Collective Culture and Urban Public Space

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CollectiveCulture and Urban Public Space

The article “” by AshAmin reveals how most cities should be arranged to facilitate thecoordination of certain economic and social activities. First, theauthor wonders if the communal areas such as parks, malls, andmarkets can be compared to the ancient cities. This essay reviews thearticle’s argument on how the modern urban presentation can stillundertake the traditional political roles.

In fact, the article questions whether the current urban space can beused to undertake some of the traditional functions such as thepolitical participation that was common in Ancient Rome, Venice, andFlorence (Amin, 2006). In the process, the author also talks aboutthe cultural formation and how the urban designs can change thepeople’s understandings and how they plan to deal with such issuesas well. However, some of the political functions have been movedfrom the public space and aligning with the traditional roles mightseem difficult. For instance, the social media, books, television,curriculum and even magazines have focused on teaching people,sharing news and still assembling the various social movements. TheGreek philosophers, on the other hand, had encouraged the civicengagement by arranging for the learning sessions where theydiscussed political and other critical issues affecting them (Amin,2006). The same activities are distributed among different platformsand dealing with such matters might be a bit tricky instead.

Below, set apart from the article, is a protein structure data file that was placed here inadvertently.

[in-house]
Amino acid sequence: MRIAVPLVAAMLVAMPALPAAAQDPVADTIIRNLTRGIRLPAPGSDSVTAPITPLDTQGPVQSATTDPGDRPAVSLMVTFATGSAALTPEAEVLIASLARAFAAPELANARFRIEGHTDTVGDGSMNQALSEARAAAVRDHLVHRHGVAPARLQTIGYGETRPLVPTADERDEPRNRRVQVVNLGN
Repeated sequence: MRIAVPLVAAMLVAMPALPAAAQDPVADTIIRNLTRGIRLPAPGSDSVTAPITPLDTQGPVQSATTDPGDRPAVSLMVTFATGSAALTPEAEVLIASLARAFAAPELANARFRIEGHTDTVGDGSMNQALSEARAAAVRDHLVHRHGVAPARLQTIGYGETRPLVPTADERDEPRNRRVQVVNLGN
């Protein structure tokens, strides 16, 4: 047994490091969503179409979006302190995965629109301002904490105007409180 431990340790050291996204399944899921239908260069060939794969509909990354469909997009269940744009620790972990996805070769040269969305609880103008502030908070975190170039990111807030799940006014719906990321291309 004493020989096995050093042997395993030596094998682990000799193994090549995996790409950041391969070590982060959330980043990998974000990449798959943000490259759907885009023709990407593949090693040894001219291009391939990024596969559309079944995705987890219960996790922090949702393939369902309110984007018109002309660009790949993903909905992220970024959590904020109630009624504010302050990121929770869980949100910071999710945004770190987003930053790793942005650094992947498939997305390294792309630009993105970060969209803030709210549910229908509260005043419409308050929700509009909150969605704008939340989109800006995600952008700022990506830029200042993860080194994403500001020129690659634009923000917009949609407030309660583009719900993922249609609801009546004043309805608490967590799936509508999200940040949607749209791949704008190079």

In conclusion, the authors uses the comparison between the ancientand the present urban space to reveal how it might be difficult inretaining the traditional functions because the media has acquiredsuch roles. It is clear that the public area will not retain thecivic culture, but, it can urge people to interact more often. Theurban contexts might also consider the political and social wellbeingof the residents to avoid any severe consequences.


Amin, Ash. (2006). .Retrieved March 13, 2017 from